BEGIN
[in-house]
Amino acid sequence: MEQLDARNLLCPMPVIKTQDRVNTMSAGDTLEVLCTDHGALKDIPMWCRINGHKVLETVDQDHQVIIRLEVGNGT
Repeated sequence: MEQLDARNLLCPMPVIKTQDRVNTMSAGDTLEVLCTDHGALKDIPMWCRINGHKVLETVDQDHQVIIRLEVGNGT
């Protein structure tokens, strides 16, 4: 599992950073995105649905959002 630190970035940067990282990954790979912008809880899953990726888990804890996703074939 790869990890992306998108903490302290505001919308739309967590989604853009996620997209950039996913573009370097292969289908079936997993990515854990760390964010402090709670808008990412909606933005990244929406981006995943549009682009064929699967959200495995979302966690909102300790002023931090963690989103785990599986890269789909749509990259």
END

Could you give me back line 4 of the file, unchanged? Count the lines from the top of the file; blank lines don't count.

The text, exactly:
């Protein structure tokens, strides 16, 4: 599992950073995105649905959002 630190970035940067990282990954790979912008809880899953990726888990804890996703074939 790869990890992306998108903490302290505001919308739309967590989604853009996620997209950039996913573009370097292969289908079936997993990515854990760390964010402090709670808008990412909606933005990244929406981006995943549009682009064929699967959200495995979302966690909102300790002023931090963690989103785990599986890269789909749509990259």